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This is mostly for curiosity, I've been thinking of board games from a publishers' point of view lately and was wondering if there are any games out there that have been published to pursue some other agenda (political, religious, etc.)? I specifically mean a game where a sponsor would want to remain anonymous, wouldn't want the board game to be branded with their visual brand.

  • The concept of a "sponsor" strikes me as very strange in this context. What is the mindset of such a person/group? Spend tens of thousands of dollars to print and distribute a bunch of games... to whom? Where? Are they giving the games away, or charging? Maybe my imagination is lacking! – The Chaz 2.0 Sep 26 '17 at 13:28
  • The rationale for my question stems more from a visual design point of view, I was wondering if there would be a case where a publisher would want to remain unknown, in the sense that the box would not be branded with the logo for example. – curious Sep 26 '17 at 16:08
  • It's a great question, and credible scenario, imo. – DukeZhou Oct 25 '17 at 18:33
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[Note: This answer focuses on the history of this subject, citing some famous examples, as opposed to contemporary propagandistic games, which I have no doubt exist, although I can't comment on the anonymity issue. Generally, designers are proud to be associated with such games, but we do seem to be entering a new era of propaganda, with definite emphasis on obfuscation of sources.]

You will want to look into the predecessor of Monopoly, known as The Landlord's Game.

There is a delicious irony here in that, while the game was designed to teach about the dangers of certain aspects of capitalism, the later Monopoly, the most commercially successful boardgame in US history, glorifies practices that Landlord's inventor, Elizabeth Magie, was cautioning against.

From the wiki:

The game was created to be a "practical demonstration of the present system of land grabbing with all its usual outcomes and consequences". She based the game on the economic principles of Georgism, a system proposed by Henry George, with the object of demonstrating how rents enrich property owners and impoverish tenants. She knew that some people could find it hard to understand why this happened and what might be done about it, and she thought that if Georgist ideas were put into the concrete form of a game, they might be easier to demonstrate. Magie also hoped that when played by children the game would provoke their natural suspicion of unfairness, and that they might carry this awareness into adulthood.

There were also earlier boardgames designed to teach moral lessons to children and reinforce religious beliefs, including Snakes & Ladders, Mansions of Happiness, and The Game of Pope or Pagan (aka The Siege of the Stronghold of Satan by the Christian Army.)

Nuclear War, the card game, is a famous recent example. Created during the height of the Cold War, it demonstrated the principle of Mutual Assured Destruction in that the game very often results in all players losing.


Also of note is utilization of games by think tanks such as the Rand Corporation. John Von Neumann, the originator of Game Theory, was a consultant at Rand starting in the late 1940's.

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  • In what way are the “sponsors” of The Landlord’s Game or Nuclear War anonymous (one of the criteria listed in the question)? – Thunderforge Oct 27 '17 at 21:48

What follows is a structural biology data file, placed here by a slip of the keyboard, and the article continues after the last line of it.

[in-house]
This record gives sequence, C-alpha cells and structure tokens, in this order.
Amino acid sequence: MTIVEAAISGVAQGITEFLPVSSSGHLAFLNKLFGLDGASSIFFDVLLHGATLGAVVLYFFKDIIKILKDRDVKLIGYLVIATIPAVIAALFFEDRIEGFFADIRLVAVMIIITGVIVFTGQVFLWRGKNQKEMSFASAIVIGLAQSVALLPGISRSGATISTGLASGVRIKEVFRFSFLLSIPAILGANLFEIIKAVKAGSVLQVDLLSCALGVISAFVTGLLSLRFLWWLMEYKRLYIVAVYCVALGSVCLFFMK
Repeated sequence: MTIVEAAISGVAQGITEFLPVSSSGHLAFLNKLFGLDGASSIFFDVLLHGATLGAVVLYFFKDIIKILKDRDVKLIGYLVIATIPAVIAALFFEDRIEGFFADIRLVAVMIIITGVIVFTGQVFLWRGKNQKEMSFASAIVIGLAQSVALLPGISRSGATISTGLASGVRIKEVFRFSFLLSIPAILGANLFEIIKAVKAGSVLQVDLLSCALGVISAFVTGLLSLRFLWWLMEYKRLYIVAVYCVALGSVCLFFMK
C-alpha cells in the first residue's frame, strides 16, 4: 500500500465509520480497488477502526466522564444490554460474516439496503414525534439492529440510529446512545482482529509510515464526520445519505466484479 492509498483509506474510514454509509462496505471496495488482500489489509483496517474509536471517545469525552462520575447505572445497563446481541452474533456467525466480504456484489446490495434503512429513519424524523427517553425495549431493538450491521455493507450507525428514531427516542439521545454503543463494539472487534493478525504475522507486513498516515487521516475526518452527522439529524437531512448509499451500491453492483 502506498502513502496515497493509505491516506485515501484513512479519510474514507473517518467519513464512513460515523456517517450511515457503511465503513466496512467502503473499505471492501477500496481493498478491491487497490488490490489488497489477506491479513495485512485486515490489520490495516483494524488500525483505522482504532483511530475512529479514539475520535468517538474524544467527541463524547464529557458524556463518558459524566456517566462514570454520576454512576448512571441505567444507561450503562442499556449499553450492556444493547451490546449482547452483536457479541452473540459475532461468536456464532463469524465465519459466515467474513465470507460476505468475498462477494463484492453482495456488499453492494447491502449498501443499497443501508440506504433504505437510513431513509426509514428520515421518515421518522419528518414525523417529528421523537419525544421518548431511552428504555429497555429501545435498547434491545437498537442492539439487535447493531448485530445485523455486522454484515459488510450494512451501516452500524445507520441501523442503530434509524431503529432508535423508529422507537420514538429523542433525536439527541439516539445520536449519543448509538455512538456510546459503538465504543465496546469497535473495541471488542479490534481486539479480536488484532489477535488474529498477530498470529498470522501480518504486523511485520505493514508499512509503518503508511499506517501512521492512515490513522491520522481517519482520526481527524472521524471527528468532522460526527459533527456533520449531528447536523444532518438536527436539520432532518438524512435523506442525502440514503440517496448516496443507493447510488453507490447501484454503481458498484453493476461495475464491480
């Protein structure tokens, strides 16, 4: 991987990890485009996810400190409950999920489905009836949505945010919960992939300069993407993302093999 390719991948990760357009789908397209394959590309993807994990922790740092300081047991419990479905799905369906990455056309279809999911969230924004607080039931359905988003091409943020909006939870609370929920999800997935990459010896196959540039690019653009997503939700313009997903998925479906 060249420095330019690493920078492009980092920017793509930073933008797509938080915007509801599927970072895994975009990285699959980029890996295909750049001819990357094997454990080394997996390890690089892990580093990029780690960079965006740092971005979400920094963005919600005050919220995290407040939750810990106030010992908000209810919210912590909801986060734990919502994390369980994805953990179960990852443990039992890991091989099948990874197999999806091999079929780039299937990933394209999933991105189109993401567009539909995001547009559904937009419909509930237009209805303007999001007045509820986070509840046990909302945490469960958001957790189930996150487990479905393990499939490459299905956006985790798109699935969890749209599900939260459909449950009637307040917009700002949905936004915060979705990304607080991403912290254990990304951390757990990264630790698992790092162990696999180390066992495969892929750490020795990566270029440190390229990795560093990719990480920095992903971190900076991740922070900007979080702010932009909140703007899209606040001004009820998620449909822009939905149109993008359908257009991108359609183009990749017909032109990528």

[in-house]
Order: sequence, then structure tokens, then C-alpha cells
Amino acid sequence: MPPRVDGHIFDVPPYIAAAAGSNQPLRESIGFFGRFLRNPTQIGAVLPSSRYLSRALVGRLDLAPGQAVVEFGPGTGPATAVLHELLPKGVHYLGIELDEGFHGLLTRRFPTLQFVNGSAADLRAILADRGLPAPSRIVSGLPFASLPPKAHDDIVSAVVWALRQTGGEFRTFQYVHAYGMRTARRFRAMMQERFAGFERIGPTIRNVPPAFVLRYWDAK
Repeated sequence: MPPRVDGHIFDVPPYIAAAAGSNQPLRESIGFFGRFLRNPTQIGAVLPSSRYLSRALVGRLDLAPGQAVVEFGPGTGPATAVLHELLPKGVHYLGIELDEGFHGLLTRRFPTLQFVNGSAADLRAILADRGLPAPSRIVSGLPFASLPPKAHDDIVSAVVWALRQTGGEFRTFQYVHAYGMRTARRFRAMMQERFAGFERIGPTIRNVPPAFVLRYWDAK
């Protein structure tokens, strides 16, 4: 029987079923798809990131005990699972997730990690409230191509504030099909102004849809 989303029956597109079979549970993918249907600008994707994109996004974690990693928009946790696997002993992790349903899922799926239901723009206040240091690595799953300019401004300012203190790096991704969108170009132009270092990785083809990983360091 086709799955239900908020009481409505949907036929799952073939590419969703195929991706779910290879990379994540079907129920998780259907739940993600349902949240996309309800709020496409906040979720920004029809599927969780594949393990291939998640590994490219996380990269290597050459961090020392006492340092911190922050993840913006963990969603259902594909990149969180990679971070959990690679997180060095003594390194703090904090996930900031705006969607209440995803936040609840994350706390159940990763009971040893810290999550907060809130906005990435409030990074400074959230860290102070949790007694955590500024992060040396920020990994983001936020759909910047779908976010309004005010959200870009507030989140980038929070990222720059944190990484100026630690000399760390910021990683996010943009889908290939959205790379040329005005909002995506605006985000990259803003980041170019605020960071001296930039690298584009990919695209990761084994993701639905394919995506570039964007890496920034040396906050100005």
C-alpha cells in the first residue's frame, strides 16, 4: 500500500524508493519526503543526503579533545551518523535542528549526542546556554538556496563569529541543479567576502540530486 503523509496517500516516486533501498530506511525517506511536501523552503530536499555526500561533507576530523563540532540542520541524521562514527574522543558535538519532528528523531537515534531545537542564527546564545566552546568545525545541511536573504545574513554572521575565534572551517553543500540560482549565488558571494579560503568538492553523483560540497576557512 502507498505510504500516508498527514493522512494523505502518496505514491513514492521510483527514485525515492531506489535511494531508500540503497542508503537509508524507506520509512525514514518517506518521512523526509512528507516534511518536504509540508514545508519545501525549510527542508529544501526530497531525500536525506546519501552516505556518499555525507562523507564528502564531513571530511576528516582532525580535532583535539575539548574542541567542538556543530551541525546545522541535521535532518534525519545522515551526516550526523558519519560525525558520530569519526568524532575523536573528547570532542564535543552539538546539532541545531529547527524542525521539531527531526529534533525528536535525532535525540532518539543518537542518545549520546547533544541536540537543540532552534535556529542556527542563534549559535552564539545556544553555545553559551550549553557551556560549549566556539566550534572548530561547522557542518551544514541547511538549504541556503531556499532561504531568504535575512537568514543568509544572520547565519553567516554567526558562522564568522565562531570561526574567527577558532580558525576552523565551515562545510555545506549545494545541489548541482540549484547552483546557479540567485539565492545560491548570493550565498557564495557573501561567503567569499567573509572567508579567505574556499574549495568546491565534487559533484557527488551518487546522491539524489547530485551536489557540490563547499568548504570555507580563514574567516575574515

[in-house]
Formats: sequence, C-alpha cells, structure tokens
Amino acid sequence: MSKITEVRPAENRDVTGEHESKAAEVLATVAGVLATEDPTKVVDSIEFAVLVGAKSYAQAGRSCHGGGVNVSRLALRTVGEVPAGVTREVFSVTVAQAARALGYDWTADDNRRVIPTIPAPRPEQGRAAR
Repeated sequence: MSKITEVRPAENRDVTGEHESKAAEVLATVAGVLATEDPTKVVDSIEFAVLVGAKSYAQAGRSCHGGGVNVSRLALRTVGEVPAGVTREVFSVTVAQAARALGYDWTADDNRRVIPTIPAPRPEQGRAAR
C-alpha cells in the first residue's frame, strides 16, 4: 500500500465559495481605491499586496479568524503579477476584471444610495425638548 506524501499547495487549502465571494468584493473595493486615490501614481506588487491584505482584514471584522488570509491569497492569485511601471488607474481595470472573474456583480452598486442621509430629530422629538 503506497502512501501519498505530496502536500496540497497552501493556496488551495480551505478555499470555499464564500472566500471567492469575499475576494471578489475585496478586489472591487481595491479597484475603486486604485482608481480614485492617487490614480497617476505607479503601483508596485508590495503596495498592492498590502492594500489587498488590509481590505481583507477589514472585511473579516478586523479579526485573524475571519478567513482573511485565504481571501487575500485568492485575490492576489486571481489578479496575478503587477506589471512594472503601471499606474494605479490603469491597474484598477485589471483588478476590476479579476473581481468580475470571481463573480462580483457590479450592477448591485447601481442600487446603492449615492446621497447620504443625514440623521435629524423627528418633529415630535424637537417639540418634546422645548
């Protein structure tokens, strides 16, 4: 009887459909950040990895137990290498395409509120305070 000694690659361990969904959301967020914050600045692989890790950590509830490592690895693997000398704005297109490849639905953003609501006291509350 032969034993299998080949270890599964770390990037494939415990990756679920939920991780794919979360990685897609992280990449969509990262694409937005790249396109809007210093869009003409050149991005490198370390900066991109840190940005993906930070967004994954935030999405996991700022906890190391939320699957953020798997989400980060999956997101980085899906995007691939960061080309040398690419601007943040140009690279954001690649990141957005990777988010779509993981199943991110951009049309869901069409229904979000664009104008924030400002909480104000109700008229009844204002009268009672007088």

• @Thunderforge See my intro. (I qualified my answer to the effect that I am unaware, at present, of anonymous sponsors of such games, and was focusing on the history of games as teaching/propaganda tools. The history of games in this regard make it an not unreasonable assumption that such an instance of anonymous sponsorship has or will occur.) – DukeZhou Oct 27 '17 at 21:52
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Very unlikely

It is impossible to prove a negative, especially one regarding anonymity, but I'm going to go out on a limb and say that this is unlikely to have happened.

There have definitely been games explicitly published for political (e.g. Corporate Battles, Daring Eagle) or religious agendas (e.g. 5Pillars, Armor of God). However, those don't do anything to hide their agenda and make their designers known.

As @The Chaz notes in comments, it's really strange to think of secret "sponsors" for board games. I guess the only way we would know about anonymous sponsors is if there was some sort of exposé and frankly I don’t know that anybody cares enough to do one on low print-run board games.

Given the lack of existing evidence, and the questionable efficacy of such a tactic, I’m going to have to assume that it is very unlikely that it has happened in the past.

Technically, yes (as non-playable board games)

During World War II, the UK government agency MI-9, the division of Military Intelligence devoted to helping POWs escape, worked with game publisher Waddingtons to publish sets of Monopoly that contained tools for POWs to escape, then worked to get them sent to the prison camps as recreational equipment. In order to avoid detection from the Nazis, MI-9 naturally did not disclose their affiliation with the game, or make explicit their agenda of helping POWs escape.

However, these Monopoly sets were created to smuggle in tools, rather than to actually be playable board games, so I don't think that it fits with the spirit of the question.

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  • Nice historical detail on Monopoly! Not sure I agree with your very unlikely assessment, but the point about difficulty in proving a negative is highly salient. – DukeZhou Oct 27 '17 at 21:54

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